Trained in anthropology and sociology, my research examines how international mobility and transnational experiences shape social trajectories and hierarchies in sub-Saharan Africa. I have conducted ethnographic fieldwork in both West Africa (Mali, Burkina Faso) and East Africa (Zanzibar-Tanzania).
My doctoral research examined the emergence of contemporary dance in West Africa. In my book Se faire contemporain, I analyzed the social trajectories of young African men, often born in poor families, from their unlikely engagement in contemporary dance to their eventual success on the international stages. I showed the historical and political role played by French institutions in the development of contemporary dance on the African continent.
The book also analyzed the paradoxical mechanisms of socialization and value production to which African dancers are subject. While taught to “westernize” in order to gain credibility in terms of the norms of contemporary dance, they are also encouraged to perform their Africanness so as to preserve their comparative advantage on the international market.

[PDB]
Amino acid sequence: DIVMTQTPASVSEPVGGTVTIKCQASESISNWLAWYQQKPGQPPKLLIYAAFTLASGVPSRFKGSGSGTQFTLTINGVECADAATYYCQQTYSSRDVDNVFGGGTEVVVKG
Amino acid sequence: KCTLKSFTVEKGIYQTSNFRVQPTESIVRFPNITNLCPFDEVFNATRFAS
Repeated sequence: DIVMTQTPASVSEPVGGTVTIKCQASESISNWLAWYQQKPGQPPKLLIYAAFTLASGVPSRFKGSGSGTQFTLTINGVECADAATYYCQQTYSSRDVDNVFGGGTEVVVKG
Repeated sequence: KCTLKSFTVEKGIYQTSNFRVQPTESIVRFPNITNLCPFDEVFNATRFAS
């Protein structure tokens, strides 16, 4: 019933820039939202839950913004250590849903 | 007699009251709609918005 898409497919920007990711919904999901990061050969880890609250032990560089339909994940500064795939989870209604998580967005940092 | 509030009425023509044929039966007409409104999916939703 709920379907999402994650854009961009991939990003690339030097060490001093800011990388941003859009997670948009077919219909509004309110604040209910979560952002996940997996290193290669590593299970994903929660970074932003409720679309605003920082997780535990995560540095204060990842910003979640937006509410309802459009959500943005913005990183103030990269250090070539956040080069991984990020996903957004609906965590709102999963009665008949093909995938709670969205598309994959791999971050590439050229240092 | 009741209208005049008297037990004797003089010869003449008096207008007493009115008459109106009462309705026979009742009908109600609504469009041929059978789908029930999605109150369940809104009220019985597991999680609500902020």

My current research analyzes the role of recent international mobilities in the transformation of local norms of love, sexual and marital practices in the Muslim society of Zanzibar. The project investigates the ways in which intimate practices and ideologies of gender in Zanzibar are challenged, negotiated and transformed with the arrival of tourists, the settlement of European expatriates, and the increase in interracial intimacies and mixed marriages.
I am currently a Marie Skłodowska-Curie Postdoctoral Fellow with Professor Jennifer Cole.